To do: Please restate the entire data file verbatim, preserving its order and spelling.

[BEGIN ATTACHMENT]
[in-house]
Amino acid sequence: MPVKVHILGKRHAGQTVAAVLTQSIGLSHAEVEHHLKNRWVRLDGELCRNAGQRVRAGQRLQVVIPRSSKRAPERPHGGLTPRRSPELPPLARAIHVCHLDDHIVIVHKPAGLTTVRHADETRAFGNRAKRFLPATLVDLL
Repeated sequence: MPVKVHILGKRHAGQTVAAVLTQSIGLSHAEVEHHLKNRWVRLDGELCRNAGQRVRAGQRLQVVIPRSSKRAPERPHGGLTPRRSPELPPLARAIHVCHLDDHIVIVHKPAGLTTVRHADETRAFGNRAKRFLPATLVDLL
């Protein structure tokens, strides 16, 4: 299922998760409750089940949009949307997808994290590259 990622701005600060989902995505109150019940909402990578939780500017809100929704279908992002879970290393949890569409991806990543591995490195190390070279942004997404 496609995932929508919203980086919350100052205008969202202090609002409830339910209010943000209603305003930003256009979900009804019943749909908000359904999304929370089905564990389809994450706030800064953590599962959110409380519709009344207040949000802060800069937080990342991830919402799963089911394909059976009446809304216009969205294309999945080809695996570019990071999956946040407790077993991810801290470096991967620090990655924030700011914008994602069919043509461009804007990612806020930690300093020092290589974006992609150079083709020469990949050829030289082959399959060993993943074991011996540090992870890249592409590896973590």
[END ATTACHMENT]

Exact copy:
[in-house]
Amino acid sequence: MPVKVHILGKRHAGQTVAAVLTQSIGLSHAEVEHHLKNRWVRLDGELCRNAGQRVRAGQRLQVVIPRSSKRAPERPHGGLTPRRSPELPPLARAIHVCHLDDHIVIVHKPAGLTTVRHADETRAFGNRAKRFLPATLVDLL
Repeated sequence: MPVKVHILGKRHAGQTVAAVLTQSIGLSHAEVEHHLKNRWVRLDGELCRNAGQRVRAGQRLQVVIPRSSKRAPERPHGGLTPRRSPELPPLARAIHVCHLDDHIVIVHKPAGLTTVRHADETRAFGNRAKRFLPATLVDLL
């Protein structure tokens, strides 16, 4: 299922998760409750089940949009949307997808994290590259 990622701005600060989902995505109150019940909402990578939780500017809100929704279908992002879970290393949890569409991806990543591995490195190390070279942004997404 496609995932929508919203980086919350100052205008969202202090609002409830339910209010943000209603305003930003256009979900009804019943749909908000359904999304929370089905564990389809994450706030800064953590599962959110409380519709009344207040949000802060800069937080990342991830919402799963089911394909059976009446809304216009969205294309999945080809695996570019990071999956946040407790077993991810801290470096991967620090990655924030700011914008994602069919043509461009804007990612806020930690300093020092290589974006992609150079083709020469990949050829030289082959399959060993993943074991011996540090992870890249592409590896973590």